You never know what you’re going to get in this blog (or when). I have the attention span of a caffeinated squirrel, so topics can and do range wildly. However, along with death and taxes it is all but inevitable that I will produce a new fiction book once or twice a year. I’m tickled pink to announce the release of the next book in the Ace Carroway series.
It was such a pleasure to write another yarn about my favorite scar-faced enigma. But, here, let me just plop down the blurb and I’ll inject more commentary at the end.
War heroine and intrepid crime solver Cecilia “Ace” Carroway specializes in cheating death, but she’s never encountered a murderous musical instrument before. Violinist P. Charles Derkin is the latest owner of the deadly violin, and he’s a nervous wreck. Ever since he inherited the famous Cremona Cannon, nightly noises and ghostly lights disturb his slumber. If he manages to fall sleep, violin-related nightmares jolt him awake again. When he discovers that the violin’s two previous owners each died in horrific “accidents,” he enlists Ace and her danger-loving associates.
Moments after Ace takes the case, Derkin narrowly escapes death by falling masonry. Ace will have to solve the mystery before the mystery puts Derkin six feet under.
But what – or who – could be putting Charles Derkin in peril? Is it mysterious paranormal forces? Is it Filbert Monocles, the diminutive director of the violin’s security organization? Is it Isabella Rosavino, the vivacious Italian photographer?
Ace’s probing is not appreciated by the evil forces at work. Soon, the violin’s circle of danger expands to include Ace, then tightens like a hangman’s noose. When Derkin and his violin are kidnapped, Ace will need all of her wits, her swashbuckling partners, and an airship to have a hope of saving him before they both become the next victims of – THE DEADLY VIOLIN.
Mark this sheet music contorto e mortale.1
This book contains: An Irishman’s blarney. Rope ladders. A papier mâché tree trunk. Reckless driving. Radio tracking equipment. Canadians. Motorcycles. Mercy bullets. Regular bullets. A monocle. A transatlantic pursuit. A blush from Ace. A spy named Tim. Those adorable associates of hers. The star-fortress of Copenhagen. Vivaldi’s Winter.
Ace Carroway and the Deadly Violin is sixth in the Adventures of Ace Carroway series. Content rating: teen.
1 Twisted and deadly.
Get it in the format you prefer. Kindle. Paperback. Other non-Amazon ebook stores. Libraries that use the following services carry Ace books in ebook form: Overdrive, Bibliotheca, Hoopla, and Baker & Taylor.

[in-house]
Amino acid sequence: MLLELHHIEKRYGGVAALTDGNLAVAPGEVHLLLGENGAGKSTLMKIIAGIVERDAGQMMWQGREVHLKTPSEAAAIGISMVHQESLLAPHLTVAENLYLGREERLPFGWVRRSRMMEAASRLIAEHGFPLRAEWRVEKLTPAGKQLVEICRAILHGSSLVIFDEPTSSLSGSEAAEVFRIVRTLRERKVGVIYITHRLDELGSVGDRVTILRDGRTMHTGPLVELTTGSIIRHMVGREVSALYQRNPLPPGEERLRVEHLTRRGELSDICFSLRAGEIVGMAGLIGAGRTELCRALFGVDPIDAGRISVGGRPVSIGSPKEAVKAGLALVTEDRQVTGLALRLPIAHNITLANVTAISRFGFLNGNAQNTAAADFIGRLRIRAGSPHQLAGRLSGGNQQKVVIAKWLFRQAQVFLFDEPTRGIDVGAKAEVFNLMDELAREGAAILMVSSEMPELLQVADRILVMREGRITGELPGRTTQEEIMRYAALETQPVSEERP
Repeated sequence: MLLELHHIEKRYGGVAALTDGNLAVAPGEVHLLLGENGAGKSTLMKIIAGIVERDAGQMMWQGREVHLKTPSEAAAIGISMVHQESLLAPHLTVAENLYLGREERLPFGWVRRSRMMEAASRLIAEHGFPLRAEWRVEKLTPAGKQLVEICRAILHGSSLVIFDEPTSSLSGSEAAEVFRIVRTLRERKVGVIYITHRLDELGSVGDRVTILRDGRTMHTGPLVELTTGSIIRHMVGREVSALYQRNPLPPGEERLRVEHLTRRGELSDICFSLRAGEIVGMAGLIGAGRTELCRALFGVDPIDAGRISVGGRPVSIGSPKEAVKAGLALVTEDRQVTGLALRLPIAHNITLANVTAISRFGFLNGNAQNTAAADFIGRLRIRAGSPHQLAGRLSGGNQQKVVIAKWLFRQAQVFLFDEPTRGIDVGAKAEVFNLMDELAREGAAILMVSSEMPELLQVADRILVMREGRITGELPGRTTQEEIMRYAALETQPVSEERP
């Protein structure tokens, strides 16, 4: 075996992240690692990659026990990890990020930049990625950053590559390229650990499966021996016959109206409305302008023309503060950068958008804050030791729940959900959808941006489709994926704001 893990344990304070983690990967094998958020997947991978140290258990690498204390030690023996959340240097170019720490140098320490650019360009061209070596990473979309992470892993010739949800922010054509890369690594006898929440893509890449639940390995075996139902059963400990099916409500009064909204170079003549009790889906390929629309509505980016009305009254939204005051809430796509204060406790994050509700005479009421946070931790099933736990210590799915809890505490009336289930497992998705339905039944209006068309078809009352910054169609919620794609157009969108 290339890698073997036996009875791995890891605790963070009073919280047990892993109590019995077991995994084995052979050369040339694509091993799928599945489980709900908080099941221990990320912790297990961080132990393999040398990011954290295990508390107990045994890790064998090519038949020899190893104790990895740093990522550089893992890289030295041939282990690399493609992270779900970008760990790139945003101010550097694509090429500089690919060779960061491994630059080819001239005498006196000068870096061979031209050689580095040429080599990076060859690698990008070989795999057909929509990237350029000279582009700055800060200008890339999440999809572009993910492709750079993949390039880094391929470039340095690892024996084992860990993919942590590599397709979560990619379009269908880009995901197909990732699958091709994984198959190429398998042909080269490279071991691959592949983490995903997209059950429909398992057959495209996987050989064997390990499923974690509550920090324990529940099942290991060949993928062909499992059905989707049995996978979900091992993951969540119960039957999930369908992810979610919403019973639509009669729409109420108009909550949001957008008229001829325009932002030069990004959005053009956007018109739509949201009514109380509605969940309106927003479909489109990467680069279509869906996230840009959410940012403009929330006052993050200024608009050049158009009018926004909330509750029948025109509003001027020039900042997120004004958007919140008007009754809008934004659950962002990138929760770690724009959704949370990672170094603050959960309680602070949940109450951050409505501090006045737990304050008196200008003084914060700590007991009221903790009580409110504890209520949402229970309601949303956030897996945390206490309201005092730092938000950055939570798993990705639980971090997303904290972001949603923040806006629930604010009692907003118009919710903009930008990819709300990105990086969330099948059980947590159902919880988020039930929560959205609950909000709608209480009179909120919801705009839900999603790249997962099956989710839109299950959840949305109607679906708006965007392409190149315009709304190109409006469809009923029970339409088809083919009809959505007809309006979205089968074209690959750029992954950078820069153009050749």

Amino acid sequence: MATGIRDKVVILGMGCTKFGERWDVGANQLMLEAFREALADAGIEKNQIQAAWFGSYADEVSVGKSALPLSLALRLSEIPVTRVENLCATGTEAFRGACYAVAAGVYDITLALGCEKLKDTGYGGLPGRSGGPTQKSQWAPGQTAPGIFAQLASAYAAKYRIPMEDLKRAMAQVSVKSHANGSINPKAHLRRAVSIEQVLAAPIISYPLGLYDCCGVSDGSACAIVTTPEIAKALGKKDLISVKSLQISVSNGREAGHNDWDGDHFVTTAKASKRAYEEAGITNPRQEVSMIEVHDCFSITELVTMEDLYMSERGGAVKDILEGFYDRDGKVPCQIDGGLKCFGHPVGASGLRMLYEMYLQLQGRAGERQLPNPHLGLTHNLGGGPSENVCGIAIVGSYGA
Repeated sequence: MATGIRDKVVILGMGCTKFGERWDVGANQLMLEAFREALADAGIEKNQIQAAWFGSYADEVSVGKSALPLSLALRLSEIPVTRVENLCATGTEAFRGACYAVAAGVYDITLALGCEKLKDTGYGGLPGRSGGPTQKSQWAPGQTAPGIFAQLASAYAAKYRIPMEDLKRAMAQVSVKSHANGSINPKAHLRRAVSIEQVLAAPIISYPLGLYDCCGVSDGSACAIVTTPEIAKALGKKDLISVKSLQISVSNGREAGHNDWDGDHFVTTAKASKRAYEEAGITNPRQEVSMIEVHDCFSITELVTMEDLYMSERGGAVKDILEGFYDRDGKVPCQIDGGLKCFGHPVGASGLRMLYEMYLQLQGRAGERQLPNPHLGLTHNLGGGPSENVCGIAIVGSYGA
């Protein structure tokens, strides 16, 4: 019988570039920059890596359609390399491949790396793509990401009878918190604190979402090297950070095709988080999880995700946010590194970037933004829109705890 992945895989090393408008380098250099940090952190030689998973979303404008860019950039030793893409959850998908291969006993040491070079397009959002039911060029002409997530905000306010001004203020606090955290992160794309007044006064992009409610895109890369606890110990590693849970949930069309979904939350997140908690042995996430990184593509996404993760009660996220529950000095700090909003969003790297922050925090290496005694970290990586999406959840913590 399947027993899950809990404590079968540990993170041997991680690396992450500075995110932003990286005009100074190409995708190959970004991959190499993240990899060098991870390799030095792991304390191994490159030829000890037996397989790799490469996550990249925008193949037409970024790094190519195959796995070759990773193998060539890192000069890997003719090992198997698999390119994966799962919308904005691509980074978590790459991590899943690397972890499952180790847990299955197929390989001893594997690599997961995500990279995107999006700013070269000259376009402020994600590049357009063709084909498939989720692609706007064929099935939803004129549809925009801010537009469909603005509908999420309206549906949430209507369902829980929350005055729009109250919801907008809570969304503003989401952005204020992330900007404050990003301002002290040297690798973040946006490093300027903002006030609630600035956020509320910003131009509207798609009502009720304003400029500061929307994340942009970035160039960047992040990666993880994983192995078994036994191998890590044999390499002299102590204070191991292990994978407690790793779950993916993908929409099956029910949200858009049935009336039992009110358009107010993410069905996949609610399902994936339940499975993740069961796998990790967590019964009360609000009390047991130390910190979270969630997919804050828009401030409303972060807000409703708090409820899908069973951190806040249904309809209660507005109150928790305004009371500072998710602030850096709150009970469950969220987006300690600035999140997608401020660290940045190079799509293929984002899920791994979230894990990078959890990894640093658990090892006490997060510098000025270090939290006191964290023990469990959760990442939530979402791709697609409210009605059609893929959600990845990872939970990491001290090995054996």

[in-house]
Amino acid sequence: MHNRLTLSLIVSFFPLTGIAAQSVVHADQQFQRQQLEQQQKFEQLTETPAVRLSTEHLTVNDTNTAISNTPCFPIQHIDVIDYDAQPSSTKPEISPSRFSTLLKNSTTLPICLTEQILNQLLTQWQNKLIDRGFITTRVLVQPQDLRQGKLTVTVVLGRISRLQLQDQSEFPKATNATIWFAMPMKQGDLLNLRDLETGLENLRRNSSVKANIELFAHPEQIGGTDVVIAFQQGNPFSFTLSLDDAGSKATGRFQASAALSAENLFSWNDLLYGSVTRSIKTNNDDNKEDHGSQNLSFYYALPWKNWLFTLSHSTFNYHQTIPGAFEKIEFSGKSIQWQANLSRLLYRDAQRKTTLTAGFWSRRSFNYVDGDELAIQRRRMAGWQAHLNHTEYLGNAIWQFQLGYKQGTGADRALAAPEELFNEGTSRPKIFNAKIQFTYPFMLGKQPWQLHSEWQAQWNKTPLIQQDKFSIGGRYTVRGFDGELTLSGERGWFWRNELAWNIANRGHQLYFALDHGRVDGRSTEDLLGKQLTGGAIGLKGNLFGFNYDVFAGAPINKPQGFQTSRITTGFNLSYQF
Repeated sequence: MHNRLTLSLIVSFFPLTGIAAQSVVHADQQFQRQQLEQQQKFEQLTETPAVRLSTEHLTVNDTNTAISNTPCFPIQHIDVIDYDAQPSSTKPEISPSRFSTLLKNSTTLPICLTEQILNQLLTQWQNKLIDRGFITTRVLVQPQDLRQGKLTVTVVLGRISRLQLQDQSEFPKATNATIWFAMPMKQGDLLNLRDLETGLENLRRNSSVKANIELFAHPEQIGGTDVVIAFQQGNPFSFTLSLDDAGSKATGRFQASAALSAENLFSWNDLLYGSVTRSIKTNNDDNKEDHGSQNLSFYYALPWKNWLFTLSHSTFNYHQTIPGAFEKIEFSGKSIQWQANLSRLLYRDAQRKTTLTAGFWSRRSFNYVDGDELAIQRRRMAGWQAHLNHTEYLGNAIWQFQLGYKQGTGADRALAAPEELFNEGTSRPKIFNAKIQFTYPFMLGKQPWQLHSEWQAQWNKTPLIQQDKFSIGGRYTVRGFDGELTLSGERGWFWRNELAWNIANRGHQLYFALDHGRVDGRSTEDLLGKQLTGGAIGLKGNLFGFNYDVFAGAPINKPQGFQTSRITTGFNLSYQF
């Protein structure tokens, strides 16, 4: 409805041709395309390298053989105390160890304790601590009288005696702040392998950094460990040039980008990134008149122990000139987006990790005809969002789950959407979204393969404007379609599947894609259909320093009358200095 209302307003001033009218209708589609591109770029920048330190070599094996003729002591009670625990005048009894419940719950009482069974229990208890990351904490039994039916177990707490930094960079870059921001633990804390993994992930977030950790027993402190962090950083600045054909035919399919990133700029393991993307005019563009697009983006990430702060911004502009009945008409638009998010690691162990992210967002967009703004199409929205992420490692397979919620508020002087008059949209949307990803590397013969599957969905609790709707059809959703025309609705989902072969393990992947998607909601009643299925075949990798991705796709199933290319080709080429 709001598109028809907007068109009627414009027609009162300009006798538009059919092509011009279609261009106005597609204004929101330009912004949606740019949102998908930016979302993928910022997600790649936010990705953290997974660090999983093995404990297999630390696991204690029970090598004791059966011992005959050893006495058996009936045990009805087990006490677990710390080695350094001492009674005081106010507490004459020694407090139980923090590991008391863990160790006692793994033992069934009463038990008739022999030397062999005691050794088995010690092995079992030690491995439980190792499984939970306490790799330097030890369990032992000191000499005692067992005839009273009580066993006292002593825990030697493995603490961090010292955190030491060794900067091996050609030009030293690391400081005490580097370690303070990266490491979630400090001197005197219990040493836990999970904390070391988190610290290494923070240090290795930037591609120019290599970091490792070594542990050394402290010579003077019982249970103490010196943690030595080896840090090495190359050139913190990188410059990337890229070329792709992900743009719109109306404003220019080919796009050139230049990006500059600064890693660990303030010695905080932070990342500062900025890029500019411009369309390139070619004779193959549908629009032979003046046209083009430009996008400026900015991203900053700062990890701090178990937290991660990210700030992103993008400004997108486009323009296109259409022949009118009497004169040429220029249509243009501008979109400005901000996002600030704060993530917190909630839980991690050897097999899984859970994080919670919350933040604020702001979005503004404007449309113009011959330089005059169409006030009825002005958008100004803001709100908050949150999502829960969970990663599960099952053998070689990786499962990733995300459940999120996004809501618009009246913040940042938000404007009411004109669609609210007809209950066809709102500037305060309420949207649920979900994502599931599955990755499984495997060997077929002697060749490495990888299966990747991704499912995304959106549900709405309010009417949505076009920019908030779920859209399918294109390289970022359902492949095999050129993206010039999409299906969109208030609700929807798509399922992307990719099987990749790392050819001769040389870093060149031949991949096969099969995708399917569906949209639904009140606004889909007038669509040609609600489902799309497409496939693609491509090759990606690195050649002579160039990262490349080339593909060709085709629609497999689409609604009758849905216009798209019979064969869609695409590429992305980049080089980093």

I should note that the format I wrote it for was the paperback. Ebooks are great, but they don’t show the fonts I want, the footnotes, or the art very well. Little touches, perhaps, but I loved putting them in.
Watch a 44 second –> Video trailer. <– if you like.
Among the frequently asked questions I get (Book 6? Do you ever sleep? Who did your cover? Oh, Ace is a woman?) I have the hardest time answering this one: How did you think of writing this?
I can cudgel my noggin ’til my head spins, but I have only half an answer. The half I can’t answer requires incoherent mumbling about the mysteries of the creative process. Somehow, Ace and her fellas are alive for me. I can hear them and feel them, but I haven’t a clue how that happens. The half I can answer is relatively straightforward. I’m a fan of the old Doc Savage pulp fiction stories.
Doc Savage the character began in 1933 as a pulp magazine. As a hero, he’s strong, smart, and never at a loss. His five assistants love danger and provide the comic relief that serious Doc himself never provides.
So I wondered to myself, what if I reinvented Doc as a female. Like Doc, she could have no super powers, but instead be near the peak of mental and physical prowess. The five assistants? Still a thing.
In fits and starts, a half-baked yarn called Ace Carroway and the Growling Death emerged from my typewriter. I liked its potential, but my writing sucked. I needed practice. I grew curious about Ace Carroway and wrote some prequels, starting with my fictional version of World War I. That was during Nanowrimo 2016. I continued to edit (which I loathe) until actual tight prose emerged. Finally, I began to self-publish the short novels, and that has led here, to Ace Carroway and the Deadly Violin.
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And that’s all I got for now. Thanks for reading and don’t hesitate to drop me a line to say hi.